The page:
Tuesday, July 5, 2022
NewsCoronavirus NewsStudent placements supporting Scottish pandemic response

Student placements supporting Scottish pandemic response

Around 12,000 student nurses, midwives and paramedics support healthcare delivery in Scotland and have helped the NHS massively throughout the Covid-19 pandemic.

With Covid admissions rising at a rate 45% faster than they did last winter, combined with existing winter pressures, a significant demand has been placed on hospitals.

Students assist, through placement, the safe delivery of health and social care as services continue to respond to the pandemic.

It is an integral part of the ongoing work to respond to covid-19 and is greatly valued by the workforce.

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Student nurses on placement have and will continue to play a key role in the struggle with Covid-19.
Photo by Markus Winkler on Unsplash

3,000 nursing and midwifery students are starting placements this month with a further 7,000 students being placed across the service in February.

This is complemented by around 1,500 allied health professional students and more than 500 paramedic students who will also be involved in the delivery of care via supervised practice.

Health secretary Humza Yousaf said:

“As we go into a third year facing up to the challenges of COVID, we are fortunate to combine good quality learning attained by students as part of their supervised practice with the positive impact these students have on the delivery of safe, effective patient care and their ongoing support of our NHS.”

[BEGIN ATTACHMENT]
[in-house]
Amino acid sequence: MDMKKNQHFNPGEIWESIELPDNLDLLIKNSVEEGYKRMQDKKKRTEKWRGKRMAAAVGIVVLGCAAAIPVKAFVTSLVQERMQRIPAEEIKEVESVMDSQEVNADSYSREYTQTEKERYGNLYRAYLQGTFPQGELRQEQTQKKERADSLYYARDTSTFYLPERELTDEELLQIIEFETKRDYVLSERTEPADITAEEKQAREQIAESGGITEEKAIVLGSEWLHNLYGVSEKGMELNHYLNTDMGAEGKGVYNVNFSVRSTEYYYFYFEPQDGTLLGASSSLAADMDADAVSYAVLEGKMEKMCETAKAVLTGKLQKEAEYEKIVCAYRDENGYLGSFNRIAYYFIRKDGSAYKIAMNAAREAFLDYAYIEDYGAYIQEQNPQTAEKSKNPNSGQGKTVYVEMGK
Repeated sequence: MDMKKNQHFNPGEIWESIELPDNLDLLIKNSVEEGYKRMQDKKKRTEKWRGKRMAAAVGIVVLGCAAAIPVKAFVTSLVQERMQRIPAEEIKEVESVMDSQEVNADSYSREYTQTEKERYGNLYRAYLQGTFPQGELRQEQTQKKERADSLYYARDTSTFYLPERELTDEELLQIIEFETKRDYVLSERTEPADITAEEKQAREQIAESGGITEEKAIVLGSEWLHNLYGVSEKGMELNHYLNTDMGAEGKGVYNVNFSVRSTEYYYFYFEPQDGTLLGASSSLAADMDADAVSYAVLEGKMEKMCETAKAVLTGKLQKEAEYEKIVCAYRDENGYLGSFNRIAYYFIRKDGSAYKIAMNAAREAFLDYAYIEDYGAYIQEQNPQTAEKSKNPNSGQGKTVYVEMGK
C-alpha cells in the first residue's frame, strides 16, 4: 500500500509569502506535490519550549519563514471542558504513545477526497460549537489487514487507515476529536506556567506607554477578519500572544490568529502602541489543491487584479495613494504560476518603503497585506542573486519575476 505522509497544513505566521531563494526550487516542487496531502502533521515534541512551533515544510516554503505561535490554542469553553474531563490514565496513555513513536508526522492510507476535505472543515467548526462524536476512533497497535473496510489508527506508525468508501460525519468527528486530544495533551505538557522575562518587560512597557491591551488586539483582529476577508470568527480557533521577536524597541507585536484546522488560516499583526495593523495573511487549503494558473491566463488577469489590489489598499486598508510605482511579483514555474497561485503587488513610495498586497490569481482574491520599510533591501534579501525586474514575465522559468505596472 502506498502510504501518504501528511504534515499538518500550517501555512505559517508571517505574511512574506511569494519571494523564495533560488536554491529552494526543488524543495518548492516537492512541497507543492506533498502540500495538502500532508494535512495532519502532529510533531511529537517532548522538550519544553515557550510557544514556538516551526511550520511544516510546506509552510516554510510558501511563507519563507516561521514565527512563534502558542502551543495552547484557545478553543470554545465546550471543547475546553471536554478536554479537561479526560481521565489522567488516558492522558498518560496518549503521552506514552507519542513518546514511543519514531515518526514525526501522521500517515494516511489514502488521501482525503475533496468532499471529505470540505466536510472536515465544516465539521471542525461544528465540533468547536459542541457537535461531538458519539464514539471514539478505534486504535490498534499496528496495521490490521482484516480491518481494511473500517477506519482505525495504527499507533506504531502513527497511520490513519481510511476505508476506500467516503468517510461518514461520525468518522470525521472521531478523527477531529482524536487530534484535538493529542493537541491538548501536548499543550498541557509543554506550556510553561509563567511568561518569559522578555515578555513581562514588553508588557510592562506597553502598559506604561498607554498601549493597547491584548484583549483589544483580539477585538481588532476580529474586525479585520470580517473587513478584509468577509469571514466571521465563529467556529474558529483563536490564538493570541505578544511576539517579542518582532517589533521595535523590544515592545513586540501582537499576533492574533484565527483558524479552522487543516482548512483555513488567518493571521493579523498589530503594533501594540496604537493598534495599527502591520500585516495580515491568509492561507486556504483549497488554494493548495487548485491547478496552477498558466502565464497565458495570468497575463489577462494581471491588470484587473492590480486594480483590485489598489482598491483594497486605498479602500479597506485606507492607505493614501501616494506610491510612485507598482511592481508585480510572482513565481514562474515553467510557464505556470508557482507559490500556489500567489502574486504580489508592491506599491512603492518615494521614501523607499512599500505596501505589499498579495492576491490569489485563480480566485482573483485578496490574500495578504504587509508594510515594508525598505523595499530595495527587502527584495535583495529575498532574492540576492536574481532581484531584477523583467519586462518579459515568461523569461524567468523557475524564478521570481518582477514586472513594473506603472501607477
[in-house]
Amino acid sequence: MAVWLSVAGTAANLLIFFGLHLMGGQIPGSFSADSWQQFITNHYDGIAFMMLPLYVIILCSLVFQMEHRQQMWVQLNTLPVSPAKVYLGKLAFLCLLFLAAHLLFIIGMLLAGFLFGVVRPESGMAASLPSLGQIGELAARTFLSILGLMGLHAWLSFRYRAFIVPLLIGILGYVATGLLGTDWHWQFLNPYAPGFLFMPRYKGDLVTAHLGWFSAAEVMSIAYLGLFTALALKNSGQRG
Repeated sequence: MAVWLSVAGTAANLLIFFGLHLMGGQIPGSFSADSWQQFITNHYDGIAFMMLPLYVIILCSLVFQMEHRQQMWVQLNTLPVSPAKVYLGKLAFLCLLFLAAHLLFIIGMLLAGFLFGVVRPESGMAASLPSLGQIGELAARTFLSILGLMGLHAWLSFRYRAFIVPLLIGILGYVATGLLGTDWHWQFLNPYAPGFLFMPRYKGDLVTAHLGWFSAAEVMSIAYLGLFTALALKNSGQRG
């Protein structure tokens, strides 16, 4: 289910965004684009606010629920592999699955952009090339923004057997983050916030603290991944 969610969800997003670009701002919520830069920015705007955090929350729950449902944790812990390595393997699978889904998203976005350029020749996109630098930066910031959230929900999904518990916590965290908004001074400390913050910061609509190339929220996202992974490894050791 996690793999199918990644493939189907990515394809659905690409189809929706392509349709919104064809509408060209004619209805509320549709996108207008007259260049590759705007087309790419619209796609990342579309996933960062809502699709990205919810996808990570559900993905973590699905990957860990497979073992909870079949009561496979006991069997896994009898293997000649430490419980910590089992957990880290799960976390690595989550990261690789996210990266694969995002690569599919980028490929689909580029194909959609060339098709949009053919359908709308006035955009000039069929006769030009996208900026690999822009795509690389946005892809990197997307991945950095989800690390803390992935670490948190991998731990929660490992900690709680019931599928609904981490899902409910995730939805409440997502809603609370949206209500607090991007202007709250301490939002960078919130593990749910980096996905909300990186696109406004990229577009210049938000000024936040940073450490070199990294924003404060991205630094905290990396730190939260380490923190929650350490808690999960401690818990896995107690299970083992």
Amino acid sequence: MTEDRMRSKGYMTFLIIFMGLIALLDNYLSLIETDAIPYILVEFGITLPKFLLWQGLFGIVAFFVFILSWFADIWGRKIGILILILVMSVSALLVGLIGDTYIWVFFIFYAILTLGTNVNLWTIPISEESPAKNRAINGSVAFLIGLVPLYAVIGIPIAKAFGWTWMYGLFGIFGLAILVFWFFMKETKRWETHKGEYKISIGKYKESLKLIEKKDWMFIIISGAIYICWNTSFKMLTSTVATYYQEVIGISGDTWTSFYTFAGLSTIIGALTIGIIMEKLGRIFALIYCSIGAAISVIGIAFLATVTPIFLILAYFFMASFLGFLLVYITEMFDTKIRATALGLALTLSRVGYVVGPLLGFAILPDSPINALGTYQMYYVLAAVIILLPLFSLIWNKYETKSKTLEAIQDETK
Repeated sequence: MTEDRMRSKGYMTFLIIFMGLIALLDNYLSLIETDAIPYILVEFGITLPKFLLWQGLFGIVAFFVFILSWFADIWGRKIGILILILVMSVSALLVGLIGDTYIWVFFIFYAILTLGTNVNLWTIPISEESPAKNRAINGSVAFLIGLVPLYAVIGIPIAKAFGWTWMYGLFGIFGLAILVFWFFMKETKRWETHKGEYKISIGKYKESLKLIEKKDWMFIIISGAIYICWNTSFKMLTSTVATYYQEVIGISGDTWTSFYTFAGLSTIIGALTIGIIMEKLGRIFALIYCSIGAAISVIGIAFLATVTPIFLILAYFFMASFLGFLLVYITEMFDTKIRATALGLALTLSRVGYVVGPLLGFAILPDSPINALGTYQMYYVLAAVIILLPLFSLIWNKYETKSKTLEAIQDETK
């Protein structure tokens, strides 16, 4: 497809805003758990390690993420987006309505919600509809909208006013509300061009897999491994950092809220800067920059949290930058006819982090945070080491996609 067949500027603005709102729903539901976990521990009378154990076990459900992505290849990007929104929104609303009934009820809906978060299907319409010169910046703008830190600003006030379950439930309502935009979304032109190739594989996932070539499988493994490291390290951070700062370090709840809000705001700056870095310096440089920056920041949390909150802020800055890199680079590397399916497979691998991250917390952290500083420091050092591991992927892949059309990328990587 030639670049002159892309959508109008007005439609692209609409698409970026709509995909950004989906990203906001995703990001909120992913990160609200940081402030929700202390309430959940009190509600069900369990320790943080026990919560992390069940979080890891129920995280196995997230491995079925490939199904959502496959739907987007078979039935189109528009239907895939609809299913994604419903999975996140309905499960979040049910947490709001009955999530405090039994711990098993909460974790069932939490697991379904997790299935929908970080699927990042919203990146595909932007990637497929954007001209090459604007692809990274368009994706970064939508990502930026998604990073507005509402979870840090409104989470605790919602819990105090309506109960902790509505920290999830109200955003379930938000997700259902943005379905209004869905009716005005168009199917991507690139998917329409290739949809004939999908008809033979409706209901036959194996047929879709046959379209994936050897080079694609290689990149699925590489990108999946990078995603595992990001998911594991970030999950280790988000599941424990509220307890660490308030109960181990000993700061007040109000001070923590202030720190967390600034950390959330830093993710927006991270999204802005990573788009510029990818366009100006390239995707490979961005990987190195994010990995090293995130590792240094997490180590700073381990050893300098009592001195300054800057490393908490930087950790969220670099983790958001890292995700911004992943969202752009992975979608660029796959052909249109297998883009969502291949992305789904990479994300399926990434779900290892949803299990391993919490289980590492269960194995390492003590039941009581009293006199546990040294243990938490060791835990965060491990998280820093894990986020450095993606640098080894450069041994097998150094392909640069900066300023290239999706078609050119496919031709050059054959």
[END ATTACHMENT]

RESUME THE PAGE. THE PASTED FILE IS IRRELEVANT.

Student nurses and midwives entering Sottish Government-funded degree programmes will increase by 8.7% in 2022-23 which will be the 10th successive increase in recommended student numbers.

The total recommended intake of students after the increase will be 4837, doubling over the last decade.

Mental health nursing will increase to a recommended intake of 888, up 20% from the previous year and 146.7% over the course of the last ten student intakes.

The number of students beginning a paramedic service degree will also increase by 335 students bringing the total to 996, the third successive increase since the programmes launch in 2020.

Honours nursing student at Glasgow Caledonian University and mother-of-three Natalie Elliott, from Lanarkshire, was one of the first students to go out on supervised hospital placements in April 2020.

She commented:

“It was a real privilege to be part of the pandemic response and to feel that you’ve made that little bit of a difference. There was a sense of camaraderie on the wards and I really felt part of the team.”


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